In Ramadi, a brief pause in violence occurred between April 12 and April 14 after slight ISF advances. One attack on April 14 by gunmen in a vehicle struck an IA checkpoint and killed three soldiers on 60th Street in south Ramadi, indicating continued freedom of movement for gunmen along that route. On April 15, ISIS responded to ISF’s push from the southwest with two suicide bombers who detonated their SVESTs at a police station in northwest Ramadi’s Aziziyah district. IP foiled the attack, which only wounded two.
In Fallujah, heavy shelling continued on April 15 as the Iraqi Air Force dropped leaflets warning citizens to leave the city “within three days” before intense airstrikes. With the new waves of population displacement caused by floods, very few civilians are left in Fallujah. Those remaining in the city were recently termed “killers and their relatives” by PM Maliki last week, indicating that the government considers those left in Fallujah to be legitimate targets. The leaflets may indicate an impending ISF assault on the city, an operation intimated by Prime Minister last week.
ISW has previously assessed that ISF ground operations to clear Fallujah could have consequences including violence reactions by the Tribal Military Councils and further defections from the ISF. The fact that the Iraqi military is announcing this intent and dropping flyers to warn civilians may incur this effect regardless of the operational success of the ISF. An important consideration will be the enduring ability of the ISF to maneuver with armored vehicles in the vicinity of Fallujah. The ISF may be facing new counter mobility obstacles caused by ISIS bridge attacks and flooding. The withdrawal of IA elements from Jurf al-Sakhar is a worrisome sign that the IA cannot hold in the low-lying areas south of Fallujah. Increased clashes between the ISF and ISIS will continue as the April 30 elections approach. For ISIS, its previous employment of anti-election intimidation presages a push to posture itself for disruption of Iraq's critical elections moment. On the other hand, Maliki has chosen to center his electoral campaign on his ability to provide security for Iraq and targeting ISIS. Given that Maliki has staked his electoral campaign upon a mandate to provide security, ISF losses in Anbar will likely cause him to re-double his security strategy. Thus, impending elections may prompt the worsening of security situation in Anbar.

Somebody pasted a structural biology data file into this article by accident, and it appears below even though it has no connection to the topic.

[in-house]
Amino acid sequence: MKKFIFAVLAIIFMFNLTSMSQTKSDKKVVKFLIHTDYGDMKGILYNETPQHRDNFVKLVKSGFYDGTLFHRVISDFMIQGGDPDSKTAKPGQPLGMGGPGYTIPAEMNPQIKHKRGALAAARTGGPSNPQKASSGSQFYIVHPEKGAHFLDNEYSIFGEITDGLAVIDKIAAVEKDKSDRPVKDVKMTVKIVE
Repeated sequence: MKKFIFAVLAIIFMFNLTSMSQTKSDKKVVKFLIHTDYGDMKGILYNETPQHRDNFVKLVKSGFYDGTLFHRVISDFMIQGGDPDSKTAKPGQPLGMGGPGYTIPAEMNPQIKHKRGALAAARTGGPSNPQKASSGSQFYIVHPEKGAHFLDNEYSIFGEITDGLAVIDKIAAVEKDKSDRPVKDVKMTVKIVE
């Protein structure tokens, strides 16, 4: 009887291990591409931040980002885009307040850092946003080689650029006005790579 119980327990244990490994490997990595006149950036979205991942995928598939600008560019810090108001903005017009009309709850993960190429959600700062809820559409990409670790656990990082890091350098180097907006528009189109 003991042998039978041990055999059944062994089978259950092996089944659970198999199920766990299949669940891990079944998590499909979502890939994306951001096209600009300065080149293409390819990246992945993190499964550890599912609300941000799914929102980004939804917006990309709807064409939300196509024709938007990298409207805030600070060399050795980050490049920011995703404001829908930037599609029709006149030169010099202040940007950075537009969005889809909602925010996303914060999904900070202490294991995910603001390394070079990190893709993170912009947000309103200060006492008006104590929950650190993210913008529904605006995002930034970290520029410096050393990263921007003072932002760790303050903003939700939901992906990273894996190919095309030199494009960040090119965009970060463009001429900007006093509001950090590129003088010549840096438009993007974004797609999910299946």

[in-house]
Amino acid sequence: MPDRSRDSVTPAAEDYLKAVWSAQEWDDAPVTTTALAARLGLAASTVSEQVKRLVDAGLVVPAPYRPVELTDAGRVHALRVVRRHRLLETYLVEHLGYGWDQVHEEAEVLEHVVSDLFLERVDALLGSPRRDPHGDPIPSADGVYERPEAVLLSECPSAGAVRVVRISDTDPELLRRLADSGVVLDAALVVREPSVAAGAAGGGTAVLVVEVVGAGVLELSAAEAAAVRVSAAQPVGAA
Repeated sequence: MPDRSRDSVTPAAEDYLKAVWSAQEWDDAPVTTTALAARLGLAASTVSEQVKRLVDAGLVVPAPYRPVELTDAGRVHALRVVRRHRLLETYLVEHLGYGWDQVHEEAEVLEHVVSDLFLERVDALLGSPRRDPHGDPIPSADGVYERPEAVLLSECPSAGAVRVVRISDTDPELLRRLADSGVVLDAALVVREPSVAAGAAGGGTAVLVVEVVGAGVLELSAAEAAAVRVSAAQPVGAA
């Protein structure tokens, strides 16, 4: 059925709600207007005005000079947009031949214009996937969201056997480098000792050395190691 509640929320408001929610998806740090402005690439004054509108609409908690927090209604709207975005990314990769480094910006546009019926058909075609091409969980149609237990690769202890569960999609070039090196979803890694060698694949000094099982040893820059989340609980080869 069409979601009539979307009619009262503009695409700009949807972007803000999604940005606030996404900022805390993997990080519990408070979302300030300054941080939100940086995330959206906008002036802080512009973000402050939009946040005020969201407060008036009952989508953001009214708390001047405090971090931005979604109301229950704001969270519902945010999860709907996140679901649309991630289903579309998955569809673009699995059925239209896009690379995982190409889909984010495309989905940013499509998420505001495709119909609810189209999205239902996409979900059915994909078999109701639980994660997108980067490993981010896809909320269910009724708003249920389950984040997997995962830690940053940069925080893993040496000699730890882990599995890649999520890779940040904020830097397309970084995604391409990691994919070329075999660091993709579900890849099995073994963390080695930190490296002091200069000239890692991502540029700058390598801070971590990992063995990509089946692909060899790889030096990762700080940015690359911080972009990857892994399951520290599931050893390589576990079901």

Richard Berger and Kevin Truitte are Iraq Project Research Interns at Institute for the Study of War.